The danger of the past was that men became slaves. The danger of the future is that man may become robots.
by Pete Ferguson
Within the physical security industry, I perceive there is a continual conflict against people. Card readers are mainly considered force reducers – the more card readers, the fewer people are needed in the security department. Cameras also reduce many posts and consolidate into one control room “tv watcher.”
Additional measures have been prototyped – to include a security robot – and are showcased at the annual American Society for Industrial Security (ASIS) International trade show each year.
Without great people, security is just door locks of varying degrees and cameras. And neither of those save lives on their own.
Yesterday I was informed of three separate acts of great people to further illustrate the point.
The first was of an employee who went into cardiac arrest in a break room. The security professionals nearby sprang into action calling 911 and starting CPR while an AED was enroute. After two rounds of CPR and AED shocks, the individual thankfully renewed consciousness. The officers knew the employee and knew he had medicine on him for cardiac episodes and as soon as the person came to, they helped administer the pills, shortening the recovery period until EMS arrived.
The second example occurred during a very hot day in Texas – over 100 degrees Fahrenheit with high humidity – where two children were seen left in a car. The security staff immediately intervened and made sure the children were okay while locating the adult responsible. Unfortunately a few years earlier in the same parking lot the outcome was not good.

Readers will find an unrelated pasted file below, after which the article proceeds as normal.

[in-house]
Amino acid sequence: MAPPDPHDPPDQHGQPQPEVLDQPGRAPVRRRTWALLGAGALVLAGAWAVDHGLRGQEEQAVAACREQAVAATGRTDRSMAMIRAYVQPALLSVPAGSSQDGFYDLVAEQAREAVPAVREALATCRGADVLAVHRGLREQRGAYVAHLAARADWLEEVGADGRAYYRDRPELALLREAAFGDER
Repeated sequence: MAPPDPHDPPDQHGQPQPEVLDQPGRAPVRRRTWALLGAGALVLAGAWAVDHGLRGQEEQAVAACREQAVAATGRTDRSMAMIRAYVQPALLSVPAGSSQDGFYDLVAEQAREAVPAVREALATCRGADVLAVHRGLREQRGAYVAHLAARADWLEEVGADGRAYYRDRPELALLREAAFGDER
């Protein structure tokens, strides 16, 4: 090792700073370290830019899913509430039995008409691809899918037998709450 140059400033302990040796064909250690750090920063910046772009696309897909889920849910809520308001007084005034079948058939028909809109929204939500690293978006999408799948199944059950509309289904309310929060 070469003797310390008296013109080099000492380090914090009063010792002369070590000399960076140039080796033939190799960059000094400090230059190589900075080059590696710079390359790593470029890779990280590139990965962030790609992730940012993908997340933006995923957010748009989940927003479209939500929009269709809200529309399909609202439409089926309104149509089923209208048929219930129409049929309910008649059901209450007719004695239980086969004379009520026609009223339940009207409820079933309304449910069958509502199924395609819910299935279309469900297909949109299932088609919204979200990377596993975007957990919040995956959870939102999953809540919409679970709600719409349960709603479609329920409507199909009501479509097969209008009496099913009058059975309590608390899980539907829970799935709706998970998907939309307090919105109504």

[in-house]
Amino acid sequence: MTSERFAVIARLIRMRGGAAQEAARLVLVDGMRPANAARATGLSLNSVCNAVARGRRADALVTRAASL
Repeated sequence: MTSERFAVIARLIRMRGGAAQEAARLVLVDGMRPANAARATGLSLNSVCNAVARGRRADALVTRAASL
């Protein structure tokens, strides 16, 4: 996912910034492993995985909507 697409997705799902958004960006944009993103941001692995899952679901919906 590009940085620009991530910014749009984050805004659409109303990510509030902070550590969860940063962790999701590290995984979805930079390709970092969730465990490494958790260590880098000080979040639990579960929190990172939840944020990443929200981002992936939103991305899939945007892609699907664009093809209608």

The third example is more common. A staff member – off duty – had paid attention and noticed a banned individual on their campus on his day off and immediately called for help eventually leading to the arrest and removal of this potentially dangerous individual.
In both these cases, it was people – not necessarily a machine – who prevailed and beat the stereotypes Hollywood and the industry itself have placed upon us.
You can have millions of dollars in technology, but if you don’t have good humans interpreting and taking action on the data – it is all for nothing.
The challenge is even greater than ever as the current generation are coming out of high school and college with ambitions to change the world – leave their dent in the universe.
Trying to dumb these gals and guys down to sitting in a room watching CCTV isn’t going to be effective. We have to show them how valued they are as part of a team in building a culture of safety and security and invest in their future – even if their future is short-lived in the career of security.
It’s time to make the security industry sexy to the next generation – and certainly technology is important – but it must be seen as a tool for really talented people. Not a means to try and replace them.